Staffers at the Chicago Tribune have announced they will try to successfully organize the newsroom for the first time in the paper’s 170-year history.
On Wednesday, employees sent out a letter to the newsroom announcing their plans to form a union. Shortly after NPR broke the story, multiple employees went public with their intention over social media as well.
“We decided we needed a voice,” Charlie J. Johnson, a home page editor and key union organizer at the Tribune, told HuffPost. “We needed a say in how this place operated and the union was the tool that was available to us.”
If successful, the Tribune could follow a growing number of news organizations that have joined unions in recent years as the industry grapples with increasing uncertainty.
Last year, the Tribune’s corporate owner, Tronc, ran an aggressive union-busting campaign at another of its papers, The Los Angeles Times. But LA Times staffers voted to form a union in January anyway. The paper was sold off weeks later to an area billionaire.
Johnson told HuffPost that the Times’ decision to push for a union proved critical in the Tribune’s own unionization efforts.
“They basically poured gasoline on an extinguishing kindle fire,” he said.
Tronc has not yet issued a statement regarding the Tribune’s announcement indicating how it will respond. The corporation did not immediately respond to HuffPost’s request for comment.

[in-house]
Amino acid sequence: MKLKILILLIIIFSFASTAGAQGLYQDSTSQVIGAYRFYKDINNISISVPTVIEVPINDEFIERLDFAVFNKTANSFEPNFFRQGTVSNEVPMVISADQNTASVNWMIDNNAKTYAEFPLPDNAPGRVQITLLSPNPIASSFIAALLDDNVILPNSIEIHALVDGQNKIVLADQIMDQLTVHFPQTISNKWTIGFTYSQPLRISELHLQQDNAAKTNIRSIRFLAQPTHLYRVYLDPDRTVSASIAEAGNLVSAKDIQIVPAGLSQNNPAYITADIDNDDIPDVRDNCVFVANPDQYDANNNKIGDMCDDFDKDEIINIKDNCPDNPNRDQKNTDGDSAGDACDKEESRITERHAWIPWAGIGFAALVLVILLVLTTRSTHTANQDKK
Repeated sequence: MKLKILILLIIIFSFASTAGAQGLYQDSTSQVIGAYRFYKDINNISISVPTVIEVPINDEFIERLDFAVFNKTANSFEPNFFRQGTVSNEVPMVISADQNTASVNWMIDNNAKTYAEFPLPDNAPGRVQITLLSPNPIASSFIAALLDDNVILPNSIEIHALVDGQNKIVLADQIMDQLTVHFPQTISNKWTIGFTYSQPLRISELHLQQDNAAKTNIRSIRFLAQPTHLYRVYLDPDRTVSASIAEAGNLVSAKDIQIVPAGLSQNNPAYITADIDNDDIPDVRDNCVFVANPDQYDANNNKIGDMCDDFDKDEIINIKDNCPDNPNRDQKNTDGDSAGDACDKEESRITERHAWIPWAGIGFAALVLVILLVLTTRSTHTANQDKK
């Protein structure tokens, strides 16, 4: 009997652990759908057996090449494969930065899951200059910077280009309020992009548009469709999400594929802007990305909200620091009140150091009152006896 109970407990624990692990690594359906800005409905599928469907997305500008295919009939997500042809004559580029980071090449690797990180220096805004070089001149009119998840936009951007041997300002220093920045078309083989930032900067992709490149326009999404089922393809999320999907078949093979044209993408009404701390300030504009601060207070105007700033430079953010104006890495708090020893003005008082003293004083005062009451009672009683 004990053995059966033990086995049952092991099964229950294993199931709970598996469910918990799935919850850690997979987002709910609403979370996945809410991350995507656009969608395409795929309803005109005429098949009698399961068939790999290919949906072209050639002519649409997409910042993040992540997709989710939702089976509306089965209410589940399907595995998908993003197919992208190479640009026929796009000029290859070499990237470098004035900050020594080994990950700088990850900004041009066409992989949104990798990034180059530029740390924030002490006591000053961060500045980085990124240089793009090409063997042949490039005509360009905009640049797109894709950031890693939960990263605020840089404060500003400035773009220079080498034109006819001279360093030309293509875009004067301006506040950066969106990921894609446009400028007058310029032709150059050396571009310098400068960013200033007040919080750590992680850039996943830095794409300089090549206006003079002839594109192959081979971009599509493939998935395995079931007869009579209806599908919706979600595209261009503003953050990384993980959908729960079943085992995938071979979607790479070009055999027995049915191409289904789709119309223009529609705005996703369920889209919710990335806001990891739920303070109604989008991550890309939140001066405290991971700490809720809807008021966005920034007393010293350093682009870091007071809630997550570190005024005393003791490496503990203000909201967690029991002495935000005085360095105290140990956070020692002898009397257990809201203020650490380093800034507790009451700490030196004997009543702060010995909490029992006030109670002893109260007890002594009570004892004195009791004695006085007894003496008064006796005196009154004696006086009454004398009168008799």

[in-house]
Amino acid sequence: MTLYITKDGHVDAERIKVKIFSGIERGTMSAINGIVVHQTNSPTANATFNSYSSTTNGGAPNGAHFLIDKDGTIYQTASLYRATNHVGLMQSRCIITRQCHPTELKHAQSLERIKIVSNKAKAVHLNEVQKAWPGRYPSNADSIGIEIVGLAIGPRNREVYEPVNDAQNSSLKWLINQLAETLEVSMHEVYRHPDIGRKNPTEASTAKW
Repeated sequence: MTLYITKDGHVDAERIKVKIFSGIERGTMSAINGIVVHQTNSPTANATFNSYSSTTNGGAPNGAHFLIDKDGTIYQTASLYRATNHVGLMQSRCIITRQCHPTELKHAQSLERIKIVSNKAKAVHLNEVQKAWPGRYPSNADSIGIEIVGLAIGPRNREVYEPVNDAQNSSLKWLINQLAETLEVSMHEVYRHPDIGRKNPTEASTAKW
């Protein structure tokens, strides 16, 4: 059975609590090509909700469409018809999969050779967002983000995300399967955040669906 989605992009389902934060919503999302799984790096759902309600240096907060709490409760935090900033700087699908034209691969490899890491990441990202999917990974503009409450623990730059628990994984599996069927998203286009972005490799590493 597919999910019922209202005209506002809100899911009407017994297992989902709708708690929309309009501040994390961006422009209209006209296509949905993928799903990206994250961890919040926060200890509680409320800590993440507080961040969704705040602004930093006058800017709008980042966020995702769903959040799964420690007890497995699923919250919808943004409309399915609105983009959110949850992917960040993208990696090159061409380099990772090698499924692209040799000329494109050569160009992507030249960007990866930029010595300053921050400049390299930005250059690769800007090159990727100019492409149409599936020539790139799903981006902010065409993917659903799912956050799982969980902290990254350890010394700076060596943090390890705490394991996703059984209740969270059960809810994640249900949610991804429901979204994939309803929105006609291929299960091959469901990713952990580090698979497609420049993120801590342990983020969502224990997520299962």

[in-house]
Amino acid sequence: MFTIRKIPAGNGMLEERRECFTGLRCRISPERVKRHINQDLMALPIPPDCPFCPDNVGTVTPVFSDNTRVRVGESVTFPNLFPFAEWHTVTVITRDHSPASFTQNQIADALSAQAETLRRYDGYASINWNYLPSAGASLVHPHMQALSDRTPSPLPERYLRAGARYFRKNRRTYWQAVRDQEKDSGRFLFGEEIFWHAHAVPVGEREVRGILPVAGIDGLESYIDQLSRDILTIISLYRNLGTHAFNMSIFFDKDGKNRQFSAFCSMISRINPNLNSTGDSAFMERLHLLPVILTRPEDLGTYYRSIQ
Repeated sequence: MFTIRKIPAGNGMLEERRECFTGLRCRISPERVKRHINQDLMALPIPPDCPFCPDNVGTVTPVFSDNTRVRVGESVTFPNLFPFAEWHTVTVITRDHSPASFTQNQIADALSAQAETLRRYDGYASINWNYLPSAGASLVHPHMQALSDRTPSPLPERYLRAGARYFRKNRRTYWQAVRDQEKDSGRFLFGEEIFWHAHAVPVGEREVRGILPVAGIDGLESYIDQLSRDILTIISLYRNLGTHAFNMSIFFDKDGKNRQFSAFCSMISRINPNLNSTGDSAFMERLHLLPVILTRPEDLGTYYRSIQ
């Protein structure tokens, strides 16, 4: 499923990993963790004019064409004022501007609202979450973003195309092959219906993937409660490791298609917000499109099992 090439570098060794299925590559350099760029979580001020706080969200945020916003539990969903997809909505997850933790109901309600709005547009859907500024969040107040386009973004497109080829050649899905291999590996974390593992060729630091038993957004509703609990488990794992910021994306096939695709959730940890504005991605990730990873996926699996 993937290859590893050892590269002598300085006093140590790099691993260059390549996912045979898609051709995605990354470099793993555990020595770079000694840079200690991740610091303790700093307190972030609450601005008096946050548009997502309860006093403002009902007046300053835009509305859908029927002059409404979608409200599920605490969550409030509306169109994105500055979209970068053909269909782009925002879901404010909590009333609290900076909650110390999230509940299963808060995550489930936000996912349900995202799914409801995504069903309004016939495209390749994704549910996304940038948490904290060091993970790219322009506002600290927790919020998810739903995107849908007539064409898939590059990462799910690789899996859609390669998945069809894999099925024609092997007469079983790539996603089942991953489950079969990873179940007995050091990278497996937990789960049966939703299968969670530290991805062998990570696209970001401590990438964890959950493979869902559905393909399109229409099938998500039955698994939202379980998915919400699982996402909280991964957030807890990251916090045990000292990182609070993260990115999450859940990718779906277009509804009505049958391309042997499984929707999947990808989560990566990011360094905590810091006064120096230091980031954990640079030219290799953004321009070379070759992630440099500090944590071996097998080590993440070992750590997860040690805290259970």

The letter sent around the Tribune newsroom was signed by dozens of organizers and cited concerns including “a series of corporate owners — Tronc being only the most recent” that have “jeopardized our ability to do great work.”
Others included concerns over job stability, regular raises, parental leave, diversity in the newsroom and availability of resources.
“We believe the union is an investment — in our work, in ourselves, in our readers, in our city and state,” the letter read in part. “For the Chicago Tribune. For Chicago.”
“We have lost many talented colleagues to higher-paying jobs that offer better protections and more possibilities for advancement,” the staffers’ letter read.
Some told NPR that corporate pay at Tronc has also sparked outrage. For example, controlling shareholder Michael Farrow will still receive $5 million a year through 2020 even after stepping down as chairman last month amid sexual harassment complaints.
In recent years, news organizations including the Intercept, Vox, Vice, Slate, MTV News, ThinkProgress, Thrillist, HuffPost and the now-defunct Gawker. (Gizmodo Media Group, which comprises Gawker’s sister sites, is still unionized.) The Onion announced late last month that it intended to unionize, too.
In some cases, as with the LA Times, the process has led to significant conflict. Writers at a string of local news sites including Gothamist voted to unionize late last year and, days afterward, found themselves jobless. Gothamist and some of its sister sites were later saved by public radio stations including WNYC.
The Tribune’s staffers seek to join the NewsGuild-Communication Workers of America, the same union that now represents the LA Times, along with thousands of other journalists and media workers.
“We hope that Tronc will realize the strength of the support for this in the newsroom and voluntarily recognize us,” Johnson said, “and if they don’t, we’ll go to an election.”
This story has been updated with additional information.